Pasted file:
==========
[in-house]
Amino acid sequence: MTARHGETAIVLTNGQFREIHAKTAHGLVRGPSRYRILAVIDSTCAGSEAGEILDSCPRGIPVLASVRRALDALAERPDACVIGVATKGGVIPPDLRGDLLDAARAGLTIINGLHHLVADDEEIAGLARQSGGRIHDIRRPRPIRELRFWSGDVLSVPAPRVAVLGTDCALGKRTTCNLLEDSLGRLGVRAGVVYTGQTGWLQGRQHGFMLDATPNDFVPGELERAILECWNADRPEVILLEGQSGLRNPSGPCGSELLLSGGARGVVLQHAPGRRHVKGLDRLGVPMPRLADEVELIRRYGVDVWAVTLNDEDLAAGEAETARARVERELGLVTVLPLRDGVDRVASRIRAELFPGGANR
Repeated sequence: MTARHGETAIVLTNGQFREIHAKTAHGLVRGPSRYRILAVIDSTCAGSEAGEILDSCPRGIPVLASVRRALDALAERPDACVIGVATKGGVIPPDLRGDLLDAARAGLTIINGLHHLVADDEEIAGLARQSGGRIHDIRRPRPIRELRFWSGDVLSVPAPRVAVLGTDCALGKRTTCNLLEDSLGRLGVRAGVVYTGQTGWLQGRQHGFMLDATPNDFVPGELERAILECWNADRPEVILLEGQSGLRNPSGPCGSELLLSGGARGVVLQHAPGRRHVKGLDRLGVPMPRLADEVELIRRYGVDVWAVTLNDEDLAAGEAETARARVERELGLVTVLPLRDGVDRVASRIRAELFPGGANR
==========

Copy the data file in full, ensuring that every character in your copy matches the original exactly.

[in-house]
Amino acid sequence: MTARHGETAIVLTNGQFREIHAKTAHGLVRGPSRYRILAVIDSTCAGSEAGEILDSCPRGIPVLASVRRALDALAERPDACVIGVATKGGVIPPDLRGDLLDAARAGLTIINGLHHLVADDEEIAGLARQSGGRIHDIRRPRPIRELRFWSGDVLSVPAPRVAVLGTDCALGKRTTCNLLEDSLGRLGVRAGVVYTGQTGWLQGRQHGFMLDATPNDFVPGELERAILECWNADRPEVILLEGQSGLRNPSGPCGSELLLSGGARGVVLQHAPGRRHVKGLDRLGVPMPRLADEVELIRRYGVDVWAVTLNDEDLAAGEAETARARVERELGLVTVLPLRDGVDRVASRIRAELFPGGANR
Repeated sequence: MTARHGETAIVLTNGQFREIHAKTAHGLVRGPSRYRILAVIDSTCAGSEAGEILDSCPRGIPVLASVRRALDALAERPDACVIGVATKGGVIPPDLRGDLLDAARAGLTIINGLHHLVADDEEIAGLARQSGGRIHDIRRPRPIRELRFWSGDVLSVPAPRVAVLGTDCALGKRTTCNLLEDSLGRLGVRAGVVYTGQTGWLQGRQHGFMLDATPNDFVPGELERAILECWNADRPEVILLEGQSGLRNPSGPCGSELLLSGGARGVVLQHAPGRRHVKGLDRLGVPMPRLADEVELIRRYGVDVWAVTLNDEDLAAGEAETARARVERELGLVTVLPLRDGVDRVASRIRAELFPGGANR